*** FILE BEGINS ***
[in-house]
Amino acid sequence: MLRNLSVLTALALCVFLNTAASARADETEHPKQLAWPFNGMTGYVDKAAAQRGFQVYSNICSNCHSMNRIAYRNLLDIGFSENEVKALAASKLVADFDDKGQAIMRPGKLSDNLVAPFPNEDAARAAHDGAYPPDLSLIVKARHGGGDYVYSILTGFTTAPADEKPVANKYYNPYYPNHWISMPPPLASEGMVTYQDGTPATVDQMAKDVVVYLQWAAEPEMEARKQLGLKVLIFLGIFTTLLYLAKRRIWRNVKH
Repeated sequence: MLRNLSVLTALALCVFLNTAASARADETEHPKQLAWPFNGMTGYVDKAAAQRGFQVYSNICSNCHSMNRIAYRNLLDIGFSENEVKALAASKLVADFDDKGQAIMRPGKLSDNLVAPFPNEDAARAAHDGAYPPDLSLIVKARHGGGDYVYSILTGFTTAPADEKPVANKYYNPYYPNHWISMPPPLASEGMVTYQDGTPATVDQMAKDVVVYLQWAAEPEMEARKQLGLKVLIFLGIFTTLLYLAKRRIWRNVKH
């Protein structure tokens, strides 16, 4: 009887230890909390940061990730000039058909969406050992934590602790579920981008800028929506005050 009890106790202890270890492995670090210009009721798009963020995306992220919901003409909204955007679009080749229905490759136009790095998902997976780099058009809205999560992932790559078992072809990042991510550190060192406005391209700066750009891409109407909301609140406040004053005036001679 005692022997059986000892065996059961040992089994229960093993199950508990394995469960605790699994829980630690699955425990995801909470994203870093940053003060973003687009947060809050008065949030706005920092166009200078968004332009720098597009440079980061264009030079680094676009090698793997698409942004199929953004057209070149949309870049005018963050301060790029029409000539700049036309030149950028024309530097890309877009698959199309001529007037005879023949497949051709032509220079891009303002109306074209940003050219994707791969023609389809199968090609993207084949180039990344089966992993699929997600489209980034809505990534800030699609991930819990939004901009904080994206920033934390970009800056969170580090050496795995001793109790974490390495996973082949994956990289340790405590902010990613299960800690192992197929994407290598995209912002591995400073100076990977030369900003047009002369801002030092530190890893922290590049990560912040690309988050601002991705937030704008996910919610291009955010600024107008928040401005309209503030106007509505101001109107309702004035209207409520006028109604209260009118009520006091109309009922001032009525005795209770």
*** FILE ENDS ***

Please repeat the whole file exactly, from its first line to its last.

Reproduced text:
[in-house]
Amino acid sequence: MLRNLSVLTALALCVFLNTAASARADETEHPKQLAWPFNGMTGYVDKAAAQRGFQVYSNICSNCHSMNRIAYRNLLDIGFSENEVKALAASKLVADFDDKGQAIMRPGKLSDNLVAPFPNEDAARAAHDGAYPPDLSLIVKARHGGGDYVYSILTGFTTAPADEKPVANKYYNPYYPNHWISMPPPLASEGMVTYQDGTPATVDQMAKDVVVYLQWAAEPEMEARKQLGLKVLIFLGIFTTLLYLAKRRIWRNVKH
Repeated sequence: MLRNLSVLTALALCVFLNTAASARADETEHPKQLAWPFNGMTGYVDKAAAQRGFQVYSNICSNCHSMNRIAYRNLLDIGFSENEVKALAASKLVADFDDKGQAIMRPGKLSDNLVAPFPNEDAARAAHDGAYPPDLSLIVKARHGGGDYVYSILTGFTTAPADEKPVANKYYNPYYPNHWISMPPPLASEGMVTYQDGTPATVDQMAKDVVVYLQWAAEPEMEARKQLGLKVLIFLGIFTTLLYLAKRRIWRNVKH
């Protein structure tokens, strides 16, 4: 009887230890909390940061990730000039058909969406050992934590602790579920981008800028929506005050 009890106790202890270890492995670090210009009721798009963020995306992220919901003409909204955007679009080749229905490759136009790095998902997976780099058009809205999560992932790559078992072809990042991510550190060192406005391209700066750009891409109407909301609140406040004053005036001679 005692022997059986000892065996059961040992089994229960093993199950508990394995469960605790699994829980630690699955425990995801909470994203870093940053003060973003687009947060809050008065949030706005920092166009200078968004332009720098597009440079980061264009030079680094676009090698793997698409942004199929953004057209070149949309870049005018963050301060790029029409000539700049036309030149950028024309530097890309877009698959199309001529007037005879023949497949051709032509220079891009303002109306074209940003050219994707791969023609389809199968090609993207084949180039990344089966992993699929997600489209980034809505990534800030699609991930819990939004901009904080994206920033934390970009800056969170580090050496795995001793109790974490390495996973082949994956990289340790405590902010990613299960800690192992197929994407290598995209912002591995400073100076990977030369900003047009002369801002030092530190890893922290590049990560912040690309988050601002991705937030704008996910919610291009955010600024107008928040401005309209503030106007509505101001109107309702004035209207409520006028109604209260009118009520006091109309009922001032009525005795209770």